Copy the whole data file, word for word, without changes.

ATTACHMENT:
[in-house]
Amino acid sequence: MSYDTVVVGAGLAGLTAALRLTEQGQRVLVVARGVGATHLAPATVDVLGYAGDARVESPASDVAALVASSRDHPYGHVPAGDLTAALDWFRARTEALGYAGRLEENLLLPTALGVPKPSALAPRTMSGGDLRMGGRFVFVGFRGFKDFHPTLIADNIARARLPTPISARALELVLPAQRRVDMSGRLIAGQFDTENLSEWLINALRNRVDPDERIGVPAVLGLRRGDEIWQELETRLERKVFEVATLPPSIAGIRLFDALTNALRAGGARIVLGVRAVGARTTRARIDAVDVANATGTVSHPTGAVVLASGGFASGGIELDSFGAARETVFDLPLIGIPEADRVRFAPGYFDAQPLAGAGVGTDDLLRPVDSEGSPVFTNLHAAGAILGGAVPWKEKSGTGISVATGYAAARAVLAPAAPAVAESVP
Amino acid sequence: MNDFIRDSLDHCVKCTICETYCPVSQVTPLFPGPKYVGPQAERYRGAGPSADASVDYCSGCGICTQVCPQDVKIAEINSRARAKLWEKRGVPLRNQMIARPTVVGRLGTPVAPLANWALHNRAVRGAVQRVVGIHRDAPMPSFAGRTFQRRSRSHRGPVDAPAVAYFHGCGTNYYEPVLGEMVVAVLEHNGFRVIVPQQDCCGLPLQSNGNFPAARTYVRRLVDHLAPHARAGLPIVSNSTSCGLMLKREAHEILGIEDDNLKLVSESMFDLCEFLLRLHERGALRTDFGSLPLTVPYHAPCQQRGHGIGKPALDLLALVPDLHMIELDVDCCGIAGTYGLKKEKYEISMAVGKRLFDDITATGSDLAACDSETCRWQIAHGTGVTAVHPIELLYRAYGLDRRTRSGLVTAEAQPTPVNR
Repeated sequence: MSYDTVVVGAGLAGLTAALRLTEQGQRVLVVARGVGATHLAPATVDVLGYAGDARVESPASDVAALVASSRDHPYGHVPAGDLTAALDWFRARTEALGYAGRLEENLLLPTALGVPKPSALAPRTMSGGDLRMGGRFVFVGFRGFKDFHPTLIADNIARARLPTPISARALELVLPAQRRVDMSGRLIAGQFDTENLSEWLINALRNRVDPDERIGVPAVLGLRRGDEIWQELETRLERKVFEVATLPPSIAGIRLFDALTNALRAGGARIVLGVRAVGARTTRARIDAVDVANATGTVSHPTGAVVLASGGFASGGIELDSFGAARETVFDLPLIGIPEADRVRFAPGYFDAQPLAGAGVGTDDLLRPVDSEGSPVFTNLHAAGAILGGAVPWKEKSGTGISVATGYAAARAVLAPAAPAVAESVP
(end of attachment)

[in-house]
Amino acid sequence: MSYDTVVVGAGLAGLTAALRLTEQGQRVLVVARGVGATHLAPATVDVLGYAGDARVESPASDVAALVASSRDHPYGHVPAGDLTAALDWFRARTEALGYAGRLEENLLLPTALGVPKPSALAPRTMSGGDLRMGGRFVFVGFRGFKDFHPTLIADNIARARLPTPISARALELVLPAQRRVDMSGRLIAGQFDTENLSEWLINALRNRVDPDERIGVPAVLGLRRGDEIWQELETRLERKVFEVATLPPSIAGIRLFDALTNALRAGGARIVLGVRAVGARTTRARIDAVDVANATGTVSHPTGAVVLASGGFASGGIELDSFGAARETVFDLPLIGIPEADRVRFAPGYFDAQPLAGAGVGTDDLLRPVDSEGSPVFTNLHAAGAILGGAVPWKEKSGTGISVATGYAAARAVLAPAAPAVAESVP
Amino acid sequence: MNDFIRDSLDHCVKCTICETYCPVSQVTPLFPGPKYVGPQAERYRGAGPSADASVDYCSGCGICTQVCPQDVKIAEINSRARAKLWEKRGVPLRNQMIARPTVVGRLGTPVAPLANWALHNRAVRGAVQRVVGIHRDAPMPSFAGRTFQRRSRSHRGPVDAPAVAYFHGCGTNYYEPVLGEMVVAVLEHNGFRVIVPQQDCCGLPLQSNGNFPAARTYVRRLVDHLAPHARAGLPIVSNSTSCGLMLKREAHEILGIEDDNLKLVSESMFDLCEFLLRLHERGALRTDFGSLPLTVPYHAPCQQRGHGIGKPALDLLALVPDLHMIELDVDCCGIAGTYGLKKEKYEISMAVGKRLFDDITATGSDLAACDSETCRWQIAHGTGVTAVHPIELLYRAYGLDRRTRSGLVTAEAQPTPVNR
Repeated sequence: MSYDTVVVGAGLAGLTAALRLTEQGQRVLVVARGVGATHLAPATVDVLGYAGDARVESPASDVAALVASSRDHPYGHVPAGDLTAALDWFRARTEALGYAGRLEENLLLPTALGVPKPSALAPRTMSGGDLRMGGRFVFVGFRGFKDFHPTLIADNIARARLPTPISARALELVLPAQRRVDMSGRLIAGQFDTENLSEWLINALRNRVDPDERIGVPAVLGLRRGDEIWQELETRLERKVFEVATLPPSIAGIRLFDALTNALRAGGARIVLGVRAVGARTTRARIDAVDVANATGTVSHPTGAVVLASGGFASGGIELDSFGAARETVFDLPLIGIPEADRVRFAPGYFDAQPLAGAGVGTDDLLRPVDSEGSPVFTNLHAAGAILGGAVPWKEKSGTGISVATGYAAARAVLAPAAPAVAESVP